by Karl Bareis (adapted from The Wooden Post, vol. 4, September 2016)
In 2016 Hakone Garden replaced its 60 year old wisteria azumaya. Described below is the most traditional way for suspending wisteria vines over a viewing platform.
Function and form combined:
It’s only on very close observation that the spanning proportions reveal the logic of this elegant structure, used in holding up the ancient twisted and heavy wisteria vines. The posts are 5.25 inches thick but at any one time only a 3.25 inch facet can be identified when looking directly at them. The same goes for the cross beams, making them look half-as-large as they actually are. This design is traditional for arbor framing and has been constructed in this way since ancient times – a poetic esthetic of floating blossoms first described in the Heian period’s The Tale of Genji.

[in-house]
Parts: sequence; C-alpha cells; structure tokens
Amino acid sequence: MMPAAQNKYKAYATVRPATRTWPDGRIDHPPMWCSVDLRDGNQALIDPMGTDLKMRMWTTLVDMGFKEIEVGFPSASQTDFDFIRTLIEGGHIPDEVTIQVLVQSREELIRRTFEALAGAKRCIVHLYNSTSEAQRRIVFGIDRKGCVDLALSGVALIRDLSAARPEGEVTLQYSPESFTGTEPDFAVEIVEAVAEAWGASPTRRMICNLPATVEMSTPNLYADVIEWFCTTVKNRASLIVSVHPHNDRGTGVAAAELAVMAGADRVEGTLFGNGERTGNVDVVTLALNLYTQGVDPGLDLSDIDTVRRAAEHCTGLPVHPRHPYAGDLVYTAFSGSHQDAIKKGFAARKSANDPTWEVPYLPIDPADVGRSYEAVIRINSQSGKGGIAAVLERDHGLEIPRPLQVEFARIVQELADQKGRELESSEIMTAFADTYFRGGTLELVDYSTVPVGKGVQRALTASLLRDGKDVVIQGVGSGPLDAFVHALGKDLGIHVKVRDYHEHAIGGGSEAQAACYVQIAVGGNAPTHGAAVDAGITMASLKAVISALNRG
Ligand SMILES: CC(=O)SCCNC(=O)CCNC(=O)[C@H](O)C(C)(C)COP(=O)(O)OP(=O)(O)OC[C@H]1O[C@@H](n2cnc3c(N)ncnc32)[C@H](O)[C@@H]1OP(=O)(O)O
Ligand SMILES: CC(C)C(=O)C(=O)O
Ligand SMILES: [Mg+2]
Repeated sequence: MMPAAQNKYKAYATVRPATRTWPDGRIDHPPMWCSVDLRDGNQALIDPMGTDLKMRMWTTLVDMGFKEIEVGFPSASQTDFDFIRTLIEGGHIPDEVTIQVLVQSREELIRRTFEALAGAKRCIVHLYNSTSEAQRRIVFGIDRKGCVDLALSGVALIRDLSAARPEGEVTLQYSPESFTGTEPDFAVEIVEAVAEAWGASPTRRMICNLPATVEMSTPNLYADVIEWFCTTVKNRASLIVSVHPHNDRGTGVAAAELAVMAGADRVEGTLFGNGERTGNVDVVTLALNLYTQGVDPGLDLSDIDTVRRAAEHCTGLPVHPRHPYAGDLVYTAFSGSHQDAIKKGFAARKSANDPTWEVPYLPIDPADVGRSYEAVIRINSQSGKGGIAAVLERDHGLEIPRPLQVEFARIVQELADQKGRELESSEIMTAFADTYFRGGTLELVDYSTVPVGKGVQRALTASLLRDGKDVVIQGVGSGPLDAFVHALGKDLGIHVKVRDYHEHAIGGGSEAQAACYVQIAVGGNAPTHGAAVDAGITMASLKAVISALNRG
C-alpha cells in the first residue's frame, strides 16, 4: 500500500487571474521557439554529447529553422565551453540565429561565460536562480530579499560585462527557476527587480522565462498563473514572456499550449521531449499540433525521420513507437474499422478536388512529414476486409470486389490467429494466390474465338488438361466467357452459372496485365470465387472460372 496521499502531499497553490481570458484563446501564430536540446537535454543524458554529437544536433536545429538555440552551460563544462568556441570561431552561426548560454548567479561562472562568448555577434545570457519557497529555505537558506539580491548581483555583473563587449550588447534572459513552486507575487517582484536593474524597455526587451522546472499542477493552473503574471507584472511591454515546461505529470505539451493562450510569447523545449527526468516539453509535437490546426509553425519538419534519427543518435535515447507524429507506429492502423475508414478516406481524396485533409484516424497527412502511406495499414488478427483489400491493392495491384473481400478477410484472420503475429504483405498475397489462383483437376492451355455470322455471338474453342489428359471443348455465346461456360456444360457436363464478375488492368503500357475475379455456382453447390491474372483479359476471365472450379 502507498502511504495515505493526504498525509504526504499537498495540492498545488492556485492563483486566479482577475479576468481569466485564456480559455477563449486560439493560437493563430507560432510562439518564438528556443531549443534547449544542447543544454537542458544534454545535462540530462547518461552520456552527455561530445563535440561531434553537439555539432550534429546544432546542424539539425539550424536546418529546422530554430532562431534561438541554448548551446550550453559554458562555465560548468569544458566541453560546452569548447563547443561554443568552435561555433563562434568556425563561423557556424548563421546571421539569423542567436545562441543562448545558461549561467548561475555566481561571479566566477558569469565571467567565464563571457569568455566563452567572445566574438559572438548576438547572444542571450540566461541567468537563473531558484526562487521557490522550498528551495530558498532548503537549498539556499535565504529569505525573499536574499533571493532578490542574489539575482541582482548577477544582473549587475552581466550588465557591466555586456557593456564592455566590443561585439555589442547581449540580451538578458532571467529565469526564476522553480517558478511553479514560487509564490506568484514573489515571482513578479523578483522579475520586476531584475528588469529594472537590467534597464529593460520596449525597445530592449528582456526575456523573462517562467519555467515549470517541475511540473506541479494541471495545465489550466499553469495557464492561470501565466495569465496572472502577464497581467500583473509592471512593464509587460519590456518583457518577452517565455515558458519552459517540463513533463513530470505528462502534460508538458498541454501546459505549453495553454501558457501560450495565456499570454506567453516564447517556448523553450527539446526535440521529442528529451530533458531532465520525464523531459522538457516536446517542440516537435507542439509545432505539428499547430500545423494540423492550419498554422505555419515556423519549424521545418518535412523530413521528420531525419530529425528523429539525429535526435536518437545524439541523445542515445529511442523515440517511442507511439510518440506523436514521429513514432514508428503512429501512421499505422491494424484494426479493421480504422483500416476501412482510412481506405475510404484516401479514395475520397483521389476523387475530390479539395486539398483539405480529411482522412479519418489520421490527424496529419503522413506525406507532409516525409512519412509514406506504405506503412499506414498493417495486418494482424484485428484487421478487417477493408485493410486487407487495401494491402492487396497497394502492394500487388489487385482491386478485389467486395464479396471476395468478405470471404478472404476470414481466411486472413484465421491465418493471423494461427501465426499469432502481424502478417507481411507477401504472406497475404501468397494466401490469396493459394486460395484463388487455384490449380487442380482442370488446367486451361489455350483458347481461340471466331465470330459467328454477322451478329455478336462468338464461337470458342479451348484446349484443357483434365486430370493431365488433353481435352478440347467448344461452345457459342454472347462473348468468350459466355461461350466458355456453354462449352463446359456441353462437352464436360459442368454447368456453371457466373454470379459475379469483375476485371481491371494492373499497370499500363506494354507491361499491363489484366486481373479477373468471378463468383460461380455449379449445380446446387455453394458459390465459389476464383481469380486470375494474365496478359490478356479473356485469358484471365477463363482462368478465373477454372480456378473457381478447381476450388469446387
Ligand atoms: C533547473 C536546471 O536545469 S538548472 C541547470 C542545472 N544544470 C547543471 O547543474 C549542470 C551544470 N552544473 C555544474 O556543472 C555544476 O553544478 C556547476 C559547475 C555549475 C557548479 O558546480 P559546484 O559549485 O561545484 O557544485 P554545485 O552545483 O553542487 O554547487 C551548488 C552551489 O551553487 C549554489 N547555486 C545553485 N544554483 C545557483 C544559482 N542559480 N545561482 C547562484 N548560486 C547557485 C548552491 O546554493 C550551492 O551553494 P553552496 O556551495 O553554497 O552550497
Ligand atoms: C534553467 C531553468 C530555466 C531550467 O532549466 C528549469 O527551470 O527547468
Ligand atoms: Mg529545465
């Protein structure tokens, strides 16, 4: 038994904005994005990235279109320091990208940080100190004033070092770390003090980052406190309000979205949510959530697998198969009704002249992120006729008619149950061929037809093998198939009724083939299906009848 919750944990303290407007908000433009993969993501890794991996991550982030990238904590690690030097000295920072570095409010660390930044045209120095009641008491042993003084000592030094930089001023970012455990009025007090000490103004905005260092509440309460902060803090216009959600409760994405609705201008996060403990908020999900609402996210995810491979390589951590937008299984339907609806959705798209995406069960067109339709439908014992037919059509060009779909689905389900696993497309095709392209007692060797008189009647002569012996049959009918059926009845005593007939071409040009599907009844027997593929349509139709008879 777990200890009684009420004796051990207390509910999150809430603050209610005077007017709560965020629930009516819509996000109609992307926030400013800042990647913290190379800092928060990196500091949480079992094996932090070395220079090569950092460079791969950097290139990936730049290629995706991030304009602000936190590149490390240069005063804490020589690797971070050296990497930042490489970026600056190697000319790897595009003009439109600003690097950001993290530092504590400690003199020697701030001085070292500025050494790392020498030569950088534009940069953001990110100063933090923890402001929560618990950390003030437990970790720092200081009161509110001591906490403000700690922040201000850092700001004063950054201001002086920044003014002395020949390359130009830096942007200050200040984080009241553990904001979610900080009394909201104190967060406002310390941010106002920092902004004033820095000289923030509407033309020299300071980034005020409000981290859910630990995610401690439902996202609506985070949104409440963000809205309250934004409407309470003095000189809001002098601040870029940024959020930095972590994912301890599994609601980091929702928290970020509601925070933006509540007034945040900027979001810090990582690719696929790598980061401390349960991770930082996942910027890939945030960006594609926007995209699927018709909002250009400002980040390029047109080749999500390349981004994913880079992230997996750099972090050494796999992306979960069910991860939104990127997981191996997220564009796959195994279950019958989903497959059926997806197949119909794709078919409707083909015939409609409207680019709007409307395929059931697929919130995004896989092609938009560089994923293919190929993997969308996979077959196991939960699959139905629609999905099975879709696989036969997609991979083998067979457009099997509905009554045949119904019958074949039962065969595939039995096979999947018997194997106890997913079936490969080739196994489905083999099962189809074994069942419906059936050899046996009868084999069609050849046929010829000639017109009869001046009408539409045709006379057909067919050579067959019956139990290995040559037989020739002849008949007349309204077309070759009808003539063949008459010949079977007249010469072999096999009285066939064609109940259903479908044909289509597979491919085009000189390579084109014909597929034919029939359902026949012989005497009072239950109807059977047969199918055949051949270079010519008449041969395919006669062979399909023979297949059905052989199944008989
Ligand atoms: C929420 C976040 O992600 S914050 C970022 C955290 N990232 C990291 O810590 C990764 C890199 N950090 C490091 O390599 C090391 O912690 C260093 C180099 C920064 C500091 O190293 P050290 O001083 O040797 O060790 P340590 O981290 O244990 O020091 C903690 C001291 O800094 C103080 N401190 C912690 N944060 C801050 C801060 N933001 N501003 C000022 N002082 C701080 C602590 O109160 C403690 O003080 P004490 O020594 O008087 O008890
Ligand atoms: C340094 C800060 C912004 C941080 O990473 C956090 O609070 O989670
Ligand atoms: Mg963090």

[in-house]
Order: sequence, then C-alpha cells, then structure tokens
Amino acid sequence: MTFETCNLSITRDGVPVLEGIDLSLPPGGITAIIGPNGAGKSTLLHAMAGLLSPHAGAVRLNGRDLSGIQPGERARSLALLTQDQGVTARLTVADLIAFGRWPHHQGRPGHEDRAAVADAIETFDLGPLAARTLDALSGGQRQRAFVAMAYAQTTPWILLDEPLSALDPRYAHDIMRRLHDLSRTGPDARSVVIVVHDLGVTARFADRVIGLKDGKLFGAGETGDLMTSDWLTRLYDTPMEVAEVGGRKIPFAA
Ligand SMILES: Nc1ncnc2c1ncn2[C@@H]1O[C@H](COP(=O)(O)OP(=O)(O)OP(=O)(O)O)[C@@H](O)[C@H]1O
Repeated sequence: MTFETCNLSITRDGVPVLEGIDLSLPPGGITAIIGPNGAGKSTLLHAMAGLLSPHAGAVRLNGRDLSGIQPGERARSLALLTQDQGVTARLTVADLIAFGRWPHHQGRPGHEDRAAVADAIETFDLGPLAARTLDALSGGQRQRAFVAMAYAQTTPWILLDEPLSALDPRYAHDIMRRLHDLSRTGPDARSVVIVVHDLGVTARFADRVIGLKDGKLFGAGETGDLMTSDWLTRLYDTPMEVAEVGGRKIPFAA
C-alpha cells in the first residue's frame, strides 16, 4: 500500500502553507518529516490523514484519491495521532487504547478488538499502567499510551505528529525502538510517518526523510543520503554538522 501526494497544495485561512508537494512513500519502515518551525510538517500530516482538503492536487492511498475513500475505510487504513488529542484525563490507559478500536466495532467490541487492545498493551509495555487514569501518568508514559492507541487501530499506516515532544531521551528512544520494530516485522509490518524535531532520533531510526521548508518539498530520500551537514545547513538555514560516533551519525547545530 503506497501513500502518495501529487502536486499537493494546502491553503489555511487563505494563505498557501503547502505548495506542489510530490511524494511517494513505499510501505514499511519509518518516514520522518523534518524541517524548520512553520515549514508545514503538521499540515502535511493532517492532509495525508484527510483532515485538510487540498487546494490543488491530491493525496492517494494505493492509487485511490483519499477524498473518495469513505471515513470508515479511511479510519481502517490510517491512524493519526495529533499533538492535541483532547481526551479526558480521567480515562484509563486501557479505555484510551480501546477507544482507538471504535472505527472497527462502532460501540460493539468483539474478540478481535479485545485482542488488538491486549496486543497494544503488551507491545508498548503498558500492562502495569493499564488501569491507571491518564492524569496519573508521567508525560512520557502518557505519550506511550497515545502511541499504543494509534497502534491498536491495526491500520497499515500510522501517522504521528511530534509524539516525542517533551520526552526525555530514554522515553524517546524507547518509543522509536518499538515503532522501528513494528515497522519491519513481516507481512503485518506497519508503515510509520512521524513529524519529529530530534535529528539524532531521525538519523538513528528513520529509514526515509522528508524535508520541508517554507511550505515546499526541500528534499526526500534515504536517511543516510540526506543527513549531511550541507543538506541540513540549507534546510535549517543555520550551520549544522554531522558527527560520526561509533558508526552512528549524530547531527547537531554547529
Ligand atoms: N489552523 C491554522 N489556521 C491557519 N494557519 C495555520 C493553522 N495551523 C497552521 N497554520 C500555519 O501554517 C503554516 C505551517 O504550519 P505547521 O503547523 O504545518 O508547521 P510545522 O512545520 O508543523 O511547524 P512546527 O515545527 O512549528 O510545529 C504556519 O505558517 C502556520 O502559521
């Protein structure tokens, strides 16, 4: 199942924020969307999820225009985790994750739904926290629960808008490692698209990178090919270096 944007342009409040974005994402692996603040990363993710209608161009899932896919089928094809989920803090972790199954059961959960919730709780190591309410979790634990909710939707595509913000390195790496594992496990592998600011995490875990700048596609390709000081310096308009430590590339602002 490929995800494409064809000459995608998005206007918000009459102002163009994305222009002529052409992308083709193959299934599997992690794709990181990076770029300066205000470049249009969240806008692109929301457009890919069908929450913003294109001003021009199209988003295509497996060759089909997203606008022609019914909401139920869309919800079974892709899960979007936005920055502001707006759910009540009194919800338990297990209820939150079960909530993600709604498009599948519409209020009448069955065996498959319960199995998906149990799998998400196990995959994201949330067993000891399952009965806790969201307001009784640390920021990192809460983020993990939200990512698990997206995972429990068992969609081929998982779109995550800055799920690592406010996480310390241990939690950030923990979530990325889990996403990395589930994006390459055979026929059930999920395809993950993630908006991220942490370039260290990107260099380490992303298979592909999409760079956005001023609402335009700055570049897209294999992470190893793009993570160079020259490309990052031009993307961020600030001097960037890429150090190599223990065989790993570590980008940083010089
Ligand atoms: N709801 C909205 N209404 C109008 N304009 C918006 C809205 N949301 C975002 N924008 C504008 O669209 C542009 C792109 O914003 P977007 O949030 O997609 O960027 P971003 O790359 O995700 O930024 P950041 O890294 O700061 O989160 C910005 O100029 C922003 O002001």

Simple and elegant in design, the post and beam arbor has evenly spaced axe chops that define it’s rustic outdoor quality. The smooth reflective bamboo brackets the wisteria flowers which hang freely, blending together to make the structure nearly transparent. This allows nature to display itself – without touching the occupants as they admire the view from below.
The wisteria has to be pruned every year, to stimulate the flowers and more heavily pruned every fourth year. This design allows the gardener to move in and out of the maze of branches removing old vines while replacing the bamboo lathwork.
This newly installed arbor, the Kyoto Sento Gosho Wisteria Arbor, shows off the sharp shadows of the hexagonal adzework. Hexagonal horizontal framework lacks large flat surfaces to gather water, and the simple copper “roof” flashing provides a perfect way to keep the structure dry and prevent rot or undue wear from the wire ties.
Note the copper shield covering of the adzed purlins. Posts & purlins are 6 feet on center along the perimeter and made of kuri (Japanese chestnut). Purlin span is 11 feet. The madake bamboo is 2 inch diameter at 12” grid. The bamboo is changed out every three to four years.